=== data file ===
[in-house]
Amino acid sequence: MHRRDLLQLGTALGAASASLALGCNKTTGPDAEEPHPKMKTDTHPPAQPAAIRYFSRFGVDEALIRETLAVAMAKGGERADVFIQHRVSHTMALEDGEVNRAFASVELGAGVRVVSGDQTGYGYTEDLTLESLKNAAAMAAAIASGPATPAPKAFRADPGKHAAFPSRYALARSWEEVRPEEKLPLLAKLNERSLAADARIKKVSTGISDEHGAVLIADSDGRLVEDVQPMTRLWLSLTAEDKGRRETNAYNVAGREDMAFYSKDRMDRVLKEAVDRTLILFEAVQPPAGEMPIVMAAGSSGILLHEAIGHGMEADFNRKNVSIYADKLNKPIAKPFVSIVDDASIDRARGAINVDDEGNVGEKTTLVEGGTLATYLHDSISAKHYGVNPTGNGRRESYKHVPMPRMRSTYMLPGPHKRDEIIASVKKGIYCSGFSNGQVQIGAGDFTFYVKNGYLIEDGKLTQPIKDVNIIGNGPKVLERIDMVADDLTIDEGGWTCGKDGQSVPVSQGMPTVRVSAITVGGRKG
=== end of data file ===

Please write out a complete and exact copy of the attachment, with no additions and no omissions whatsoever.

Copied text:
[in-house]
Amino acid sequence: MHRRDLLQLGTALGAASASLALGCNKTTGPDAEEPHPKMKTDTHPPAQPAAIRYFSRFGVDEALIRETLAVAMAKGGERADVFIQHRVSHTMALEDGEVNRAFASVELGAGVRVVSGDQTGYGYTEDLTLESLKNAAAMAAAIASGPATPAPKAFRADPGKHAAFPSRYALARSWEEVRPEEKLPLLAKLNERSLAADARIKKVSTGISDEHGAVLIADSDGRLVEDVQPMTRLWLSLTAEDKGRRETNAYNVAGREDMAFYSKDRMDRVLKEAVDRTLILFEAVQPPAGEMPIVMAAGSSGILLHEAIGHGMEADFNRKNVSIYADKLNKPIAKPFVSIVDDASIDRARGAINVDDEGNVGEKTTLVEGGTLATYLHDSISAKHYGVNPTGNGRRESYKHVPMPRMRSTYMLPGPHKRDEIIASVKKGIYCSGFSNGQVQIGAGDFTFYVKNGYLIEDGKLTQPIKDVNIIGNGPKVLERIDMVADDLTIDEGGWTCGKDGQSVPVSQGMPTVRVSAITVGGRKG